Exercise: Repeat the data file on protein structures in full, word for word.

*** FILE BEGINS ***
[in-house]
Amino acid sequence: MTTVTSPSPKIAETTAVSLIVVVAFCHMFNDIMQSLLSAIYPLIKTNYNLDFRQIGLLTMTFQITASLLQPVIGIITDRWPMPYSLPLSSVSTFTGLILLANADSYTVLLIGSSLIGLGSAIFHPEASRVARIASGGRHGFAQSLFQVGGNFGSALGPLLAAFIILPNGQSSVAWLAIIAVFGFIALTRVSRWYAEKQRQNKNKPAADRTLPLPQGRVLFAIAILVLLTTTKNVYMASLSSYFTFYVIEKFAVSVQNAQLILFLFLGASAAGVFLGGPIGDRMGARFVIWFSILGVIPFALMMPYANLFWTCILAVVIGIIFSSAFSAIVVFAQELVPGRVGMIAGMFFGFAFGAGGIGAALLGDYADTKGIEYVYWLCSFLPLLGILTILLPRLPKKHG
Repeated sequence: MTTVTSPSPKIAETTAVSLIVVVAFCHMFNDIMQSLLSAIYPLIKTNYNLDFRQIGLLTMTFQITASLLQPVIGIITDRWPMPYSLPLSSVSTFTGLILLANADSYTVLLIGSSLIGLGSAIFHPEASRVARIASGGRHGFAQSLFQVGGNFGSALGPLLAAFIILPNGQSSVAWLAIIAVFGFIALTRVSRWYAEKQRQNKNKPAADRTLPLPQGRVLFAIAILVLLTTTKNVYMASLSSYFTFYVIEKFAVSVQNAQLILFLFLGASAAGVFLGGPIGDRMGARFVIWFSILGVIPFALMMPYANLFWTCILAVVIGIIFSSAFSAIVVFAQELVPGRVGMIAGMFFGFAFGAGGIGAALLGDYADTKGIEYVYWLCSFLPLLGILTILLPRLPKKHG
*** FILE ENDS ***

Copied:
[in-house]
Amino acid sequence: MTTVTSPSPKIAETTAVSLIVVVAFCHMFNDIMQSLLSAIYPLIKTNYNLDFRQIGLLTMTFQITASLLQPVIGIITDRWPMPYSLPLSSVSTFTGLILLANADSYTVLLIGSSLIGLGSAIFHPEASRVARIASGGRHGFAQSLFQVGGNFGSALGPLLAAFIILPNGQSSVAWLAIIAVFGFIALTRVSRWYAEKQRQNKNKPAADRTLPLPQGRVLFAIAILVLLTTTKNVYMASLSSYFTFYVIEKFAVSVQNAQLILFLFLGASAAGVFLGGPIGDRMGARFVIWFSILGVIPFALMMPYANLFWTCILAVVIGIIFSSAFSAIVVFAQELVPGRVGMIAGMFFGFAFGAGGIGAALLGDYADTKGIEYVYWLCSFLPLLGILTILLPRLPKKHG
Repeated sequence: MTTVTSPSPKIAETTAVSLIVVVAFCHMFNDIMQSLLSAIYPLIKTNYNLDFRQIGLLTMTFQITASLLQPVIGIITDRWPMPYSLPLSSVSTFTGLILLANADSYTVLLIGSSLIGLGSAIFHPEASRVARIASGGRHGFAQSLFQVGGNFGSALGPLLAAFIILPNGQSSVAWLAIIAVFGFIALTRVSRWYAEKQRQNKNKPAADRTLPLPQGRVLFAIAILVLLTTTKNVYMASLSSYFTFYVIEKFAVSVQNAQLILFLFLGASAAGVFLGGPIGDRMGARFVIWFSILGVIPFALMMPYANLFWTCILAVVIGIIFSSAFSAIVVFAQELVPGRVGMIAGMFFGFAFGAGGIGAALLGDYADTKGIEYVYWLCSFLPLLGILTILLPRLPKKHG